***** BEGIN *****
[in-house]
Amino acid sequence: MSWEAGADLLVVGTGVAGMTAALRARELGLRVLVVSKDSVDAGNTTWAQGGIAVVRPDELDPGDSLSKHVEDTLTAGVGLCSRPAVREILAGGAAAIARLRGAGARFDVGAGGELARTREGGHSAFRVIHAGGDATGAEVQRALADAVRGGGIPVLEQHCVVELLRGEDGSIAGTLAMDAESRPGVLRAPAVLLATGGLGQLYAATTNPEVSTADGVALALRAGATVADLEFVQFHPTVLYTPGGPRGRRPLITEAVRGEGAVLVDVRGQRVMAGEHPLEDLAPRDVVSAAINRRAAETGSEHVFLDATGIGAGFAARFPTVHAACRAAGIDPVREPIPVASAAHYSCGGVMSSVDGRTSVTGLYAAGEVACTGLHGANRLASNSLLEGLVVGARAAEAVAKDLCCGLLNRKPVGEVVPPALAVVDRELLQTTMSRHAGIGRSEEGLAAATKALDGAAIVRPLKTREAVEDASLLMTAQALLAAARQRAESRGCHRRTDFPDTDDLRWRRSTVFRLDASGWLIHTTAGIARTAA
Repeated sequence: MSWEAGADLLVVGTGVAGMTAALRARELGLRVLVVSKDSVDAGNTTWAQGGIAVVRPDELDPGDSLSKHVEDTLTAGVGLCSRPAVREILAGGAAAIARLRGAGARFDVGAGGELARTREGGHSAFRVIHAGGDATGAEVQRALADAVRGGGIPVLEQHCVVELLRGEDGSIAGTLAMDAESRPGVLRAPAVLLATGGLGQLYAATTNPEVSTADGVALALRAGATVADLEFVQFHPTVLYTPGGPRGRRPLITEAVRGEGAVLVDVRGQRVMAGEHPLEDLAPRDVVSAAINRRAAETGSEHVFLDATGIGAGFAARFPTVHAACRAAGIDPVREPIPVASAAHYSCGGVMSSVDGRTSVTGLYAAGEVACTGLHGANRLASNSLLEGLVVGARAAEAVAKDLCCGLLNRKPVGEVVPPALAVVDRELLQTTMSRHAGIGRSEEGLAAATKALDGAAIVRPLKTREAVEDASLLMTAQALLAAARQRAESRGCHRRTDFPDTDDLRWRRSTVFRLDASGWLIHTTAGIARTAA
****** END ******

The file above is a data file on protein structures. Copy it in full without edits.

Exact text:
[in-house]
Amino acid sequence: MSWEAGADLLVVGTGVAGMTAALRARELGLRVLVVSKDSVDAGNTTWAQGGIAVVRPDELDPGDSLSKHVEDTLTAGVGLCSRPAVREILAGGAAAIARLRGAGARFDVGAGGELARTREGGHSAFRVIHAGGDATGAEVQRALADAVRGGGIPVLEQHCVVELLRGEDGSIAGTLAMDAESRPGVLRAPAVLLATGGLGQLYAATTNPEVSTADGVALALRAGATVADLEFVQFHPTVLYTPGGPRGRRPLITEAVRGEGAVLVDVRGQRVMAGEHPLEDLAPRDVVSAAINRRAAETGSEHVFLDATGIGAGFAARFPTVHAACRAAGIDPVREPIPVASAAHYSCGGVMSSVDGRTSVTGLYAAGEVACTGLHGANRLASNSLLEGLVVGARAAEAVAKDLCCGLLNRKPVGEVVPPALAVVDRELLQTTMSRHAGIGRSEEGLAAATKALDGAAIVRPLKTREAVEDASLLMTAQALLAAARQRAESRGCHRRTDFPDTDDLRWRRSTVFRLDASGWLIHTTAGIARTAA
Repeated sequence: MSWEAGADLLVVGTGVAGMTAALRARELGLRVLVVSKDSVDAGNTTWAQGGIAVVRPDELDPGDSLSKHVEDTLTAGVGLCSRPAVREILAGGAAAIARLRGAGARFDVGAGGELARTREGGHSAFRVIHAGGDATGAEVQRALADAVRGGGIPVLEQHCVVELLRGEDGSIAGTLAMDAESRPGVLRAPAVLLATGGLGQLYAATTNPEVSTADGVALALRAGATVADLEFVQFHPTVLYTPGGPRGRRPLITEAVRGEGAVLVDVRGQRVMAGEHPLEDLAPRDVVSAAINRRAAETGSEHVFLDATGIGAGFAARFPTVHAACRAAGIDPVREPIPVASAAHYSCGGVMSSVDGRTSVTGLYAAGEVACTGLHGANRLASNSLLEGLVVGARAAEAVAKDLCCGLLNRKPVGEVVPPALAVVDRELLQTTMSRHAGIGRSEEGLAAATKALDGAAIVRPLKTREAVEDASLLMTAQALLAAARQRAESRGCHRRTDFPDTDDLRWRRSTVFRLDASGWLIHTTAGIARTAA